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December 14, 2017

What a wonderful, inclusive story surrounds the birth of Jesus.  We happily celebrate it at Christmas.  Its inclusiveness adds another dimension to the biblical statement: “the Word made flesh to dwell among us.”

– There is the young couple, Mary and Joseph, submissive to God and supportive of each other.  To them, in miraculous ways, a baby is born and a family is established.  What a critical lesson that simple fact brings to our confused and lost society.  A man, a woman and a child, a family, is center stage.  Interestingly, a family was part of creation and  now, again, at the incarnation.   Make that fact a vital aspect of your family’s Christmas celebrations.

– The celestial choir, God’s angelic host, filling the heavens with a song of praise, a word of hope and a promise of peace.  Seldom has such a message been more important to our encouragement for these troubled times.  So much is going wrong, morally, spiritually and politically.  Two thousand years later our world remains in shambles as fear lurks in the shadows wanting to leap into center stage.  But God’s purposes and promises are always sure: “Glory to God in the highest, and on earth peace among men with whom He is pleased.”  He is coming again and He will bring that promised peace!

– The first humans to witness the stunning sight of holy angels in concert, and to receive the incredible, transforming message of God’s gift of His Son in human form, were some lowly shepherds.  They were the commoners, poor, hard-working, struggling for a living, doing the night shift.   They were societies’ forgotten and neglected.  How fitting, how godly, that they should not only be included, but among the first to know about the greatest event of human history!

– Ah, but God is no respecter of persons, for along with the shepherds were the wise men.  They were the rich and famous, the upper class, the world travelers.  God had tweeked their interest with an astronomical anomally – a special star, moving to a special place for a special reason.   They could not resist the invitation, nor its implications, so with keen interest and rich gifts, essential to their status and a new family’s needs, they came to a barn and a cradle – and worshiped!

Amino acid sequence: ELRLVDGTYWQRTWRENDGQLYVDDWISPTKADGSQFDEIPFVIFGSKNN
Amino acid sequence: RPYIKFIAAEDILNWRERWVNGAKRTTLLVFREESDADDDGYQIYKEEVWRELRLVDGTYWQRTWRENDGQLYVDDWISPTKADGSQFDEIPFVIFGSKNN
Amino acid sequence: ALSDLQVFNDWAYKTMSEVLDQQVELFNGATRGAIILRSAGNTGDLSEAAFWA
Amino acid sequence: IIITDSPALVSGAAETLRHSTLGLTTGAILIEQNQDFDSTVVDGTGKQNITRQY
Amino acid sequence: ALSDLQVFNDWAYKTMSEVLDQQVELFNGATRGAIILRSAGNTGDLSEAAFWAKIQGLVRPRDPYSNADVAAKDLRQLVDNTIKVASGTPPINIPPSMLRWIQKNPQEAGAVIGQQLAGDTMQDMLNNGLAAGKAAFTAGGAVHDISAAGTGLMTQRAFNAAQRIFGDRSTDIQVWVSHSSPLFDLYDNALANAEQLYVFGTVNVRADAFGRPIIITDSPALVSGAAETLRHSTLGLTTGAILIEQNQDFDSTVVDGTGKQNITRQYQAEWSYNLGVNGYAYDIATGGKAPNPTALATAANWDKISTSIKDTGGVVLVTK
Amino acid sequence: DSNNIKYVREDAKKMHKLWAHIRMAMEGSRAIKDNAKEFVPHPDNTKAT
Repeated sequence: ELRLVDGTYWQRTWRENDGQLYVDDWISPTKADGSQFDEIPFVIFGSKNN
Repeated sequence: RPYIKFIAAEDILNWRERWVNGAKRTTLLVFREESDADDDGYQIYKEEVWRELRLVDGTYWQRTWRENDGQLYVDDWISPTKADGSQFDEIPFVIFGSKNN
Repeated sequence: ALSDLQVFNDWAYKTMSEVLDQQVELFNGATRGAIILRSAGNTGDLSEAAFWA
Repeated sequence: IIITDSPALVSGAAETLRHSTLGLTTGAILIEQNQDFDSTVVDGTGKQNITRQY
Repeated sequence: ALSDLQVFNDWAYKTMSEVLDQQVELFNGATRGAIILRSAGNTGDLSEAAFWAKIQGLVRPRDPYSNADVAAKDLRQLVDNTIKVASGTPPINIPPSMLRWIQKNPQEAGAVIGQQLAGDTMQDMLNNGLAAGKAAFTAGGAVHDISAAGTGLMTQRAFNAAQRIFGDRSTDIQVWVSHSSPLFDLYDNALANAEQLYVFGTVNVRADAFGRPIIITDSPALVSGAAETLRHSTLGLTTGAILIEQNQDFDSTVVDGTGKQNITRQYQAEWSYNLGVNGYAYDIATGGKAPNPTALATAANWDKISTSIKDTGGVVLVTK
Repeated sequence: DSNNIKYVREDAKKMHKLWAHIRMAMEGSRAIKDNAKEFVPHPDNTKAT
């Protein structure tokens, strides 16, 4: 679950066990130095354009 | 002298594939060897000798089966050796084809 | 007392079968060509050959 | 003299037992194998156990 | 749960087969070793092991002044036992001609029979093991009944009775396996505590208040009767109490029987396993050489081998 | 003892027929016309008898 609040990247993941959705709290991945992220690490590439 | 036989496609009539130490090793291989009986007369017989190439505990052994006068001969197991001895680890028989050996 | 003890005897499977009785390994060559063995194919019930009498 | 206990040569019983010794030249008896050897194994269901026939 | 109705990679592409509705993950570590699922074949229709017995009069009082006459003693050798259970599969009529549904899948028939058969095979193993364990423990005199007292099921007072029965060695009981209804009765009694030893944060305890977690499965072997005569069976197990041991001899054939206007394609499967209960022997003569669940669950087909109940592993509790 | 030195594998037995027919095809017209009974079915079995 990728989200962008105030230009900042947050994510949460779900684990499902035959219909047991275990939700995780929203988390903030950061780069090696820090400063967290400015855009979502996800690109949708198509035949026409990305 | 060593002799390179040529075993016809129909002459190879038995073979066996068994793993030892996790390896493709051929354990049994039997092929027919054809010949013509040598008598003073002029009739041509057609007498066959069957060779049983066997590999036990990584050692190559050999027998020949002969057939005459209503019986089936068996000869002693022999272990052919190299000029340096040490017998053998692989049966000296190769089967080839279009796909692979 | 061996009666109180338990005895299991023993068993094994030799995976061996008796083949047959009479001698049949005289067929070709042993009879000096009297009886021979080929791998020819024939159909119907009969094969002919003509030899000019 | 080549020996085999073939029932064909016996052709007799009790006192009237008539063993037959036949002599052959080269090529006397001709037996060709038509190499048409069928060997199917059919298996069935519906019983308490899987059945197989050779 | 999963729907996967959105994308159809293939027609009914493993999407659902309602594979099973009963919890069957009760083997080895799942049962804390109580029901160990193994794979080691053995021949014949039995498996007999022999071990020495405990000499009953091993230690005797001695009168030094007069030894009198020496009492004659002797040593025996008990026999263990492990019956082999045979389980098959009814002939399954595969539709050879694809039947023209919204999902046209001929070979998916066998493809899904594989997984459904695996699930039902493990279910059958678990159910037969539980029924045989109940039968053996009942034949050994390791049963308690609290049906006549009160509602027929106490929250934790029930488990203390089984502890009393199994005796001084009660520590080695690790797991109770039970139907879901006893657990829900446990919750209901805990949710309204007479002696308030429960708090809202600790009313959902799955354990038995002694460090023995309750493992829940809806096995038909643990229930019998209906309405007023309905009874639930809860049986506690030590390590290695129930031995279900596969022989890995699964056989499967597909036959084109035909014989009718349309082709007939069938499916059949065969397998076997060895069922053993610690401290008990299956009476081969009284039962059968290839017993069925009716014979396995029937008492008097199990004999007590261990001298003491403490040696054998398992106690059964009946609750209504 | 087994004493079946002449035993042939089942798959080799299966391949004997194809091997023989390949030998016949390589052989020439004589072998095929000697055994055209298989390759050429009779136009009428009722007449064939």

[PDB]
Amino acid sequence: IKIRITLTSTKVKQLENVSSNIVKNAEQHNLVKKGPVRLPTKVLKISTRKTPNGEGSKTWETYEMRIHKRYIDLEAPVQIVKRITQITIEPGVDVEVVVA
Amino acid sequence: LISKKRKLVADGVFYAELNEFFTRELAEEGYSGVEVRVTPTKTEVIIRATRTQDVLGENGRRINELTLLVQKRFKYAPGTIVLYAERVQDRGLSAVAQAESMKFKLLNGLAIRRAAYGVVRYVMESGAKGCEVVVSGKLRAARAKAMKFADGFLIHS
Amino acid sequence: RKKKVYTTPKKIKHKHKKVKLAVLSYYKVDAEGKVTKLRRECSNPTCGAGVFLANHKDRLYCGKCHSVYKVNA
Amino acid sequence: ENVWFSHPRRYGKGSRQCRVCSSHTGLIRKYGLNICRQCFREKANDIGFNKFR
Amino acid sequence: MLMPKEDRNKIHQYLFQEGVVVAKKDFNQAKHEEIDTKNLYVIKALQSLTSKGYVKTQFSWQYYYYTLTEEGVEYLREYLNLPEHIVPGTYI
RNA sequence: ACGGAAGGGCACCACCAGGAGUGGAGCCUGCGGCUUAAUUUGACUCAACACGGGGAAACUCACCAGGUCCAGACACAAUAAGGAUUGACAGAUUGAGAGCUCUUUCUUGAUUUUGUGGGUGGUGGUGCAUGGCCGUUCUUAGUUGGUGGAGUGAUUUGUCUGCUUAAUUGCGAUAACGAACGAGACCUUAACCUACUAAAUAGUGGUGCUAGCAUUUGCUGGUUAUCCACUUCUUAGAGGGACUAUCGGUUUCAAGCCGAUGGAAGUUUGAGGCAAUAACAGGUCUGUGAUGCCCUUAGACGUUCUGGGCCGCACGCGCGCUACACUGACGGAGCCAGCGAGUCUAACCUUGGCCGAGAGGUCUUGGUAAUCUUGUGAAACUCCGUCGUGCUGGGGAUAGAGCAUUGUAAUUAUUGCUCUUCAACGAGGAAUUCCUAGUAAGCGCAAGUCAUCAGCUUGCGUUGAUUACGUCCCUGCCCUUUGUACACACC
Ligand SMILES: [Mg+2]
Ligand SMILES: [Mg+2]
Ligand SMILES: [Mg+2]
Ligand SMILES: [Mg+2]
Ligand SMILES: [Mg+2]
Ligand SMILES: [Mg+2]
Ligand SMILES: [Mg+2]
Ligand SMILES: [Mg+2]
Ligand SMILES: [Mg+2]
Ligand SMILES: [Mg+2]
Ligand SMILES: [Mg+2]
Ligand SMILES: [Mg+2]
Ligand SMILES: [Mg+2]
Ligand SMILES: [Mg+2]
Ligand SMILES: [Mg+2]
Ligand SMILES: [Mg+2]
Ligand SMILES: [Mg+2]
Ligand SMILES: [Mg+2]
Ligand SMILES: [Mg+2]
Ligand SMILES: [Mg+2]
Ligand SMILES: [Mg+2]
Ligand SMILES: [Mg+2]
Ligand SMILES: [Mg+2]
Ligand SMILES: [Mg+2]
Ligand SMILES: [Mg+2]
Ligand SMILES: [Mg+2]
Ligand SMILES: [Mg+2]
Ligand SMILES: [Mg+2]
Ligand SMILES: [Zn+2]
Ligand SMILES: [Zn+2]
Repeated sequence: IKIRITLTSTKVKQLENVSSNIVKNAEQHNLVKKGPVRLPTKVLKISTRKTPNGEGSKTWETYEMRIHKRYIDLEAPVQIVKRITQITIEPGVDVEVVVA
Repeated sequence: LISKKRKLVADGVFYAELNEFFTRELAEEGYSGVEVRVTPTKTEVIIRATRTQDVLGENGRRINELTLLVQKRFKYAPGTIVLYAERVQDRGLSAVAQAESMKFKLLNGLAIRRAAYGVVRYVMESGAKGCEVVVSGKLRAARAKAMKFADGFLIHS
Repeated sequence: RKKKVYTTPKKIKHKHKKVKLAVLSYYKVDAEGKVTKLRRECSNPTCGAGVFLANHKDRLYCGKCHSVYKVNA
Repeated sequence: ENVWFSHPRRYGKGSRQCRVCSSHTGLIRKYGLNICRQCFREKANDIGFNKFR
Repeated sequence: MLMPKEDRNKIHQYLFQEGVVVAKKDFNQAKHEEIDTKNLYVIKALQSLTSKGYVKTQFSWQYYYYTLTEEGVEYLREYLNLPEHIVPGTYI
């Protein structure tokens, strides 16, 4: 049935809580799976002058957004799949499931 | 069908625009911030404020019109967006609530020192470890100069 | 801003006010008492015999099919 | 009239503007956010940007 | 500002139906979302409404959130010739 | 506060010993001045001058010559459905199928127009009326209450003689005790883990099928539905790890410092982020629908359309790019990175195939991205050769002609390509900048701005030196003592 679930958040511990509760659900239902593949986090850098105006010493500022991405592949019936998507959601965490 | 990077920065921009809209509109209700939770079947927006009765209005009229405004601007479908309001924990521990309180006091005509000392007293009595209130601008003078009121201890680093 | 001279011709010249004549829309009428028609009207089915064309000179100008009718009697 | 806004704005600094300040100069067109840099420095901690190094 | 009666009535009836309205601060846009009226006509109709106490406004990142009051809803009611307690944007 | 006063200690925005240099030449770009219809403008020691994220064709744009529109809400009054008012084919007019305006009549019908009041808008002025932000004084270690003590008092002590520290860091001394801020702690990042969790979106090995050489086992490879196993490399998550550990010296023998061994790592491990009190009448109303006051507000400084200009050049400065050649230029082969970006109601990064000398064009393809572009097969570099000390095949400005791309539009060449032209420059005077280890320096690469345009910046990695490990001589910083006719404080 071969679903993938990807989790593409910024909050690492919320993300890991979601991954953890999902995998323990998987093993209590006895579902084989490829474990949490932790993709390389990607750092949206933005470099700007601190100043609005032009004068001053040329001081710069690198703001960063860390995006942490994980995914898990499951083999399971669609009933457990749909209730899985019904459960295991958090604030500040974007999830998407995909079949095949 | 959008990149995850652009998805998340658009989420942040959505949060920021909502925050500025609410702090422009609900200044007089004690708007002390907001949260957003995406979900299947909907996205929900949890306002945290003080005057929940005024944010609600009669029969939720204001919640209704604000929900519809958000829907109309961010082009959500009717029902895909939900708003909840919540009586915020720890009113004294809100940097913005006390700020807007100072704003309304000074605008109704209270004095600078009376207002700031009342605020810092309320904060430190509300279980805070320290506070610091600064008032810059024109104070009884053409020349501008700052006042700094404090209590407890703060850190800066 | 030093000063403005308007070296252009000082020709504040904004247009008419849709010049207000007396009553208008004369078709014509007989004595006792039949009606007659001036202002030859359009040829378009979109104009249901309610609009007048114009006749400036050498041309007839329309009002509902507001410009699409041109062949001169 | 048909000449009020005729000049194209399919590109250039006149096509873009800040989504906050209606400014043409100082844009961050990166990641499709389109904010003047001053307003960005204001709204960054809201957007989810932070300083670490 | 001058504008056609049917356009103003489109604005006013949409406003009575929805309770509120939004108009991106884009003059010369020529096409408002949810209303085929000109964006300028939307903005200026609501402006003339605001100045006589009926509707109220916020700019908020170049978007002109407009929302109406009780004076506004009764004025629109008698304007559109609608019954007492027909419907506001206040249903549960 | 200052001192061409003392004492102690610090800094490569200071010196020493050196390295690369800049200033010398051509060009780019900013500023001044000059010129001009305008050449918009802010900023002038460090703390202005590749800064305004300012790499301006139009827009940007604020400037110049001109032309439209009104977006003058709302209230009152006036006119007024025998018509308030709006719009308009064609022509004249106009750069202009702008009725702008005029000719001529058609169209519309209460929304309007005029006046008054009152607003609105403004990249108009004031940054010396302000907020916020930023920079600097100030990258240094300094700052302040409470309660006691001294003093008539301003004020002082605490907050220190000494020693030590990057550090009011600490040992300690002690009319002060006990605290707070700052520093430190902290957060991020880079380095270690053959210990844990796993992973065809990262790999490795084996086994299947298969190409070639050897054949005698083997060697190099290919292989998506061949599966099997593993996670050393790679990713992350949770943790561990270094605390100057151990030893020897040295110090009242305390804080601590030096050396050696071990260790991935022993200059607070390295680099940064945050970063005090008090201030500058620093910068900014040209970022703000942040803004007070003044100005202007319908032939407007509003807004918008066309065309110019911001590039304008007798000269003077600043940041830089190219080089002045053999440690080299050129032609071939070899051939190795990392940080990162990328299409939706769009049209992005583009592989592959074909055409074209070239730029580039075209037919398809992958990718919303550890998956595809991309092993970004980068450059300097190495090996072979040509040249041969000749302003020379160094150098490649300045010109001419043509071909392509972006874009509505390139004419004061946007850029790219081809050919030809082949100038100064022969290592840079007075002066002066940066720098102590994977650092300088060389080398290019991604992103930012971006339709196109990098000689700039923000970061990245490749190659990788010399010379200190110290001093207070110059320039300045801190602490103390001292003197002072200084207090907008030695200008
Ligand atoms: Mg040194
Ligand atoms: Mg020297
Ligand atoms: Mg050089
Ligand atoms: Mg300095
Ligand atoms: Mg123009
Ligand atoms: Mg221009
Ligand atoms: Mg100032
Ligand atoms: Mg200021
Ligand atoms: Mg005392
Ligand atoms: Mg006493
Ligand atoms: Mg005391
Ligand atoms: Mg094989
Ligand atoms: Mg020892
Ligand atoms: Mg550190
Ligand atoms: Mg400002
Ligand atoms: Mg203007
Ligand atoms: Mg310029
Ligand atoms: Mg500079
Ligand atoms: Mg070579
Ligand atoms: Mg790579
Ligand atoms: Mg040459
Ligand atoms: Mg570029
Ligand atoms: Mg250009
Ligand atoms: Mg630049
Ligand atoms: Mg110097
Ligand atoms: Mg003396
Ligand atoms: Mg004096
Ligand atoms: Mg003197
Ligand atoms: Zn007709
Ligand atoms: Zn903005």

– Then, there was Herod.  He was a ruler, a cruel, conniving despot.  Jealousy and fear made him a mass murderer –  of babies!   This wicked destroyer of families, at their most vulnerable stage, would countenance no potential rival to his authority or status.  The heartless slaughter of infants must speak volumes to hundreds of thousands of Canadians today.

– Is it not interesting that the story also includes a star, a barn and a variety of animals?  God’s full creation, His creatures, even darkness and light, were all part of the scene with its wonder, mystery and purpose.  It serves to remind us, it all belongs to God,  and comes under His authority and protection.  Whatever we think or do about ecology, it must start with God’s role, work and purpose.

– Last, but not the least, it tickles me to observe that vital to the story of inclusiveness is a couple of really old people, actually named, Simeon and Anna.  Probably both widowed, but fully informed and alert as to what was really happening.  They lived in the presence of God, listening carefully, speaking readily, praying correctly and adoring wisely the little child they knew was Christ, the Lord.  They spoke prophetic truth to the little family – warning, encouraging and instructing, doing what old people do best, given half a chance!

Yes indeed, it is a wonderfully inclusive story.  Every social strata, each with its needs and strengths, is carefully included in the amazing drama we call, Christmas.  A holy God, Master of the universe, took on our likeness in our world for all people for one magnificent reason – to save us from our sins and to direct our pathway to His heaven.

Have a truly wonderful, meaningful and happy Christmas.

A fellow pilgrim,  Arnold Reimer




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